During an investor call this week, EA’s CFO Blake Jorgensen laid out the plan for the remainder of the fiscal year, noting a new Battlefield game, Titanfall 2, and Mirror’s Edge: Catalyst. One game that will be absent for this calendar year, however, is Mass Effect: Andromeda. First revealed in 2014, the company announced at E3 2015 that it had initially penned the game in for Holiday 2016.
Well, that seems to be changing. Jorgensen further stated that Andromeda is now tentatively slated for the first quarter of 2017, pushing yet another big game into the following year. It seems like we’ll have a galaxy-sized void in our gaming hearts.
Not so fast.
We may be short on one space opera, but another is just kicking off.
I’ve been glued to SyFy’s The Expanse. Based on a series of novels of the same name created by James S.A. Corey — actually a pen name of two authors, Daniel Abraham and Ty Franck — the drama is set in the far future, with humans colonizing Mars and the asteroid belt between the red planet and Jupiter. As humanity has expanded its reach, tensions have arisen between Earth and Mars. Belters, the name given to those born and raised in the asteroid belt, want nothing to do with the conflict, yet tend to be drawn into the middle of it. It’s a powder keg similar to what you’d find in the Balkans or other ethnically diverse areas of the world.
This already sounds pretty interesting, but things explode (literally) when strange incidents begin to rock the system. The two main protagonists, Holden and Miller, are enjoyable for different reasons, with their paths intertwined and their actions affecting not only each other but the fate of the entire solar system around them. The art direction is exquisite; special effects are eye-melting, splitting time between a galactic vision and classic noir. Characters and costumes come alive with color, and even those moments set in darkness seem to have some strange vividness to them. The maturity of the storytelling is indicative of the content it’s depicting — civil unrest, racial tensions, religion, sex in space, classism. Heck, the scale of the show is worthy of a giant home theater screen, with a terrific audio system and surround sound kicked on.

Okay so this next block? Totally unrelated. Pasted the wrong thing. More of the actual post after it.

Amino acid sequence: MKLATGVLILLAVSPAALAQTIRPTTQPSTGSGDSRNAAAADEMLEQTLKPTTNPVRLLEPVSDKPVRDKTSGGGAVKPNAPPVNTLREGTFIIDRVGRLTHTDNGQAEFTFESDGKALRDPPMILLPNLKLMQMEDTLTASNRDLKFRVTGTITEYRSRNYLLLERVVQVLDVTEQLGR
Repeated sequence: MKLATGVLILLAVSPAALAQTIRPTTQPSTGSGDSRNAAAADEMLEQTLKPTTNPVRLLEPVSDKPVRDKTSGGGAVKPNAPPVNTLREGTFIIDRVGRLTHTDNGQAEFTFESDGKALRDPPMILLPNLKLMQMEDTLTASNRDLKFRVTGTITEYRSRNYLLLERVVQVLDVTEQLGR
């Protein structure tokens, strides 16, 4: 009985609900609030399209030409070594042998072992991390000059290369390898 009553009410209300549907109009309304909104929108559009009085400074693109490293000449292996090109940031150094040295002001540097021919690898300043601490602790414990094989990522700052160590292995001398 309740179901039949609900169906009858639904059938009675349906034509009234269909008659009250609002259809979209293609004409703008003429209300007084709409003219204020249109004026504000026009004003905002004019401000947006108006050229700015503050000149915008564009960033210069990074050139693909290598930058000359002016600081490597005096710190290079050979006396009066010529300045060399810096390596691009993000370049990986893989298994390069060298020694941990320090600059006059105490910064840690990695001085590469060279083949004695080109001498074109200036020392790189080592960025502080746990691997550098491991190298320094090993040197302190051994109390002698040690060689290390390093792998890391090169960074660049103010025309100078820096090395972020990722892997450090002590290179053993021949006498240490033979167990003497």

The book series began in 2011, right in the middle of Mass Effect‘s growing popularity, and has spawned a novel a year. Abraham is an accomplished author, with The Dagger and the Coin being one of my absolute favorite modern series, and Franck used to be George RR Martin’s assistant, so he’s also pretty knowledgable of deep, narrative-woven storytelling. It’s not Mass Effect, but it’s just as good, sharing many of the same interplanetary fears that the game portrays but wrapped in a more human aspect.
The first season has just wrapped up to rave reviews and great success, and SyFy’s ordered a second for 2017 based off of the second book in the series, Caliban’s War. Watch the first full season online now for free, and then hop into the novels. From the looks of things, we may actually need Mass Effect to hold us over (instead of the other way around) until more of The Expanse is released to us next year.